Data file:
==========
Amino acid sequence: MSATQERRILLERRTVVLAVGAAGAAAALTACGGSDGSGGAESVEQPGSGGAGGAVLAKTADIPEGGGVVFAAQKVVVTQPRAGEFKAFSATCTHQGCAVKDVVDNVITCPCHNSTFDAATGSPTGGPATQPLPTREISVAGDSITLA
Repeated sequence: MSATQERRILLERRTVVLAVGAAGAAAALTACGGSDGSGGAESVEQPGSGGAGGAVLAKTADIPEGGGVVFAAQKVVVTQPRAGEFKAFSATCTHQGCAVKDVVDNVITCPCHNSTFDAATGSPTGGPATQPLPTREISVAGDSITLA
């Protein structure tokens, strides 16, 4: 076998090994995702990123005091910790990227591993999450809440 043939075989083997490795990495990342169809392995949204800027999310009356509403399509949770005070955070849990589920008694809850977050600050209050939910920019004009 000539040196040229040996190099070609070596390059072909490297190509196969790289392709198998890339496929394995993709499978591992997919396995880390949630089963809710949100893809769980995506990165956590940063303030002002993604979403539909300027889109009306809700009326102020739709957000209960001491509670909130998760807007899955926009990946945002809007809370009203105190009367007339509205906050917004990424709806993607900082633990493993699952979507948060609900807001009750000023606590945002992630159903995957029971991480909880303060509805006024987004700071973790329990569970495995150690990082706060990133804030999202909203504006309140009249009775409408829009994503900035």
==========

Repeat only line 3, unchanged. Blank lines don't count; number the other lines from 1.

């Protein structure tokens, strides 16, 4: 076998090994995702990123005091910790990227591993999450809440 043939075989083997490795990495990342169809392995949204800027999310009356509403399509949770005070955070849990589920008694809850977050600050209050939910920019004009 000539040196040229040996190099070609070596390059072909490297190509196969790289392709198998890339496929394995993709499978591992997919396995880390949630089963809710949100893809769980995506990165956590940063303030002002993604979403539909300027889109009306809700009326102020739709957000209960001491509670909130998760807007899955926009990946945002809007809370009203105190009367007339509205906050917004990424709806993607900082633990493993699952979507948060609900807001009750000023606590945002992630159903995957029971991480909880303060509805006024987004700071973790329990569970495995150690990082706060990133804030999202909203504006309140009249009775409408829009994503900035």